Depression has been linked to irritable bowel syndrome (IBS), but the mechanism underlying this relationship is unknown. This cross-sectional study explores the possibility that negatively skewed beliefs patients hold regarding abdominal pain (ie, catastrophizing) mediate the relationship between depression and pain severity.
The sample included 244 consecutively evaluated individuals who met Rome II diagnosis for IBS without comorbid gastrointestinal disease and completed measures of pain severity, trait anxiety, catastrophizing, maladaptive beliefs, and depression as part of baseline assessment of an National Institutes of Health–funded randomized controlled trial of 2 nondrug treatments.
Using a mediational model involving a series of linear regressions, results indicated that pain catastrophizing partially mediated the link between depression and abdominal pain severity. Depression, catastrophizing, and control variables accounted for 21% of the variance in pain severity. The finding that patients with IBS with greater depression reported greater pain severity can be partially explained by their tendency to engage in more catastrophic thinking specific to pain.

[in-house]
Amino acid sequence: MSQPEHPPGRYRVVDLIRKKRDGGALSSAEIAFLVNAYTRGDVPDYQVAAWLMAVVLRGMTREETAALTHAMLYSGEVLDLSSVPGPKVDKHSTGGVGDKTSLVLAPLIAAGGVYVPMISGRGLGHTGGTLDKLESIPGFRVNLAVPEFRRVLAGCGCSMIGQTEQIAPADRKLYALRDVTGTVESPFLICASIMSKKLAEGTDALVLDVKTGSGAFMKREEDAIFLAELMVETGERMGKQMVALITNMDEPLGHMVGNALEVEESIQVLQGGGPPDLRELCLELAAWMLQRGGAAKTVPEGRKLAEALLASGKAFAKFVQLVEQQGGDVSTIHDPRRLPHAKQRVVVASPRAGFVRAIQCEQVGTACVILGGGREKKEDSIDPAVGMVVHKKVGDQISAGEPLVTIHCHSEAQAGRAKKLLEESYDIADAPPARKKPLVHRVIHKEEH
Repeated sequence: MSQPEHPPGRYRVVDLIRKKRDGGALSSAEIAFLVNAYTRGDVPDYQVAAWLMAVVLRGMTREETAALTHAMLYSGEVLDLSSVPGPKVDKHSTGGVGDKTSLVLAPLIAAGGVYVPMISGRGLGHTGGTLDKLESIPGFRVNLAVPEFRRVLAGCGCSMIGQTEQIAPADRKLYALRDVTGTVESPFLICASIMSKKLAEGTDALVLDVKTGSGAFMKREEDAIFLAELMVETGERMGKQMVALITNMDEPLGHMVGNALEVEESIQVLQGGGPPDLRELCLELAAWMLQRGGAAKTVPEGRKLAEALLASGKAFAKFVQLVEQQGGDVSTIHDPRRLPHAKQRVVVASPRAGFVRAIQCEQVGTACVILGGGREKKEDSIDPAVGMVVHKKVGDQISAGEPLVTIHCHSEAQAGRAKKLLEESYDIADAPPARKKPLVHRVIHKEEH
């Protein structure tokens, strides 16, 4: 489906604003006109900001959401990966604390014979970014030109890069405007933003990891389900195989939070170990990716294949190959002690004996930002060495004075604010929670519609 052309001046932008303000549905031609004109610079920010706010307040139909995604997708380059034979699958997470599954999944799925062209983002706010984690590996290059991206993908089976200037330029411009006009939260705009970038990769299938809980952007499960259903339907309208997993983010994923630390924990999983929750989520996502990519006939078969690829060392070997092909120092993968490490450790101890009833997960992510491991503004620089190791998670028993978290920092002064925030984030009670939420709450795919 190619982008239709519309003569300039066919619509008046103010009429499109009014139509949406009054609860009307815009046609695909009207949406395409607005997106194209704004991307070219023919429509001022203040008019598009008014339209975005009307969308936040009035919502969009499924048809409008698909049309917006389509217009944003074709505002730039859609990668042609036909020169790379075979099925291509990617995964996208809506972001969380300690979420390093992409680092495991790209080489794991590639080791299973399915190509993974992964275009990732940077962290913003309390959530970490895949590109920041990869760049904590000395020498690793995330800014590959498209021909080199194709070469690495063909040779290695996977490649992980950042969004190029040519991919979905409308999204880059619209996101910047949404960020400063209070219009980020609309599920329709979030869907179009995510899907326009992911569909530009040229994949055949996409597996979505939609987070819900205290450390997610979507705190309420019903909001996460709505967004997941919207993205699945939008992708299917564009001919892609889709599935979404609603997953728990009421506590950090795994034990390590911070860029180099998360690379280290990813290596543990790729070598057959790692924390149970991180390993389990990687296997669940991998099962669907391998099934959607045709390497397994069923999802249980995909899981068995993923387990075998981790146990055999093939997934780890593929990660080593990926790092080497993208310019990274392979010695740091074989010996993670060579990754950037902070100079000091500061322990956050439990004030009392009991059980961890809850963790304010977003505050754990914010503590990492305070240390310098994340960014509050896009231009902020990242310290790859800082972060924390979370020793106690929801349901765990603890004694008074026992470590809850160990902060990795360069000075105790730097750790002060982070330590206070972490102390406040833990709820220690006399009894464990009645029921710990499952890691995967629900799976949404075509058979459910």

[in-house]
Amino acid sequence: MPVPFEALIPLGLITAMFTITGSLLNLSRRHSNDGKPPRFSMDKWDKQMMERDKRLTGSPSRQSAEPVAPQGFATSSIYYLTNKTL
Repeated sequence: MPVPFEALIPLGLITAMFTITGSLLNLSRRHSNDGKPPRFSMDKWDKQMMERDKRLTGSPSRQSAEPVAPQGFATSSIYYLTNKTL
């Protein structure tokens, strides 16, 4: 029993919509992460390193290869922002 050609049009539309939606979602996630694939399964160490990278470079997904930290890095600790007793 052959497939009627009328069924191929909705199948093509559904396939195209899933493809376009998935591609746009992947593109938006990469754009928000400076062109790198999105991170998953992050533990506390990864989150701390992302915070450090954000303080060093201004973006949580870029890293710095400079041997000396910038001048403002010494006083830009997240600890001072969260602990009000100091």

The relation between depression and pain is not, as psychogenic models predict, strictly a direct and linear one but works partly through patients’ beliefs regarding their pain in general and pain catastrophizing in specific. Implications of the findings for understanding and investigating the depression–IBS link from a biopsychosocial perspective are discussed.
From the Department of Medicine (J.M.L.), University at Buffalo School of Medicine and Biomedical Sciences, State University of New York, Buffalo, NY; Research Institute on the Addictions (B.M.Q.), University at Buffalo, SUNY Buffalo; and Department of Psychology (E.B.B.), University at Albany, State University of New York, Albany, NY.
Address correspondence and reprint requests to Jeffrey M. Lackner, PsyD, Behavioral Medicine Clinic, Department of Medicine, UB School of Medicine, SUNY, ECMC, 462 Grider Street, Buffalo, NY, 14215. E-mail: firstname.lastname@example.org
Received for publication July 28, 2003; revision received January 6, 2004.
Supported in part by a research grant from the NIDDK of the National Institutes of Health (RO1-DK54211).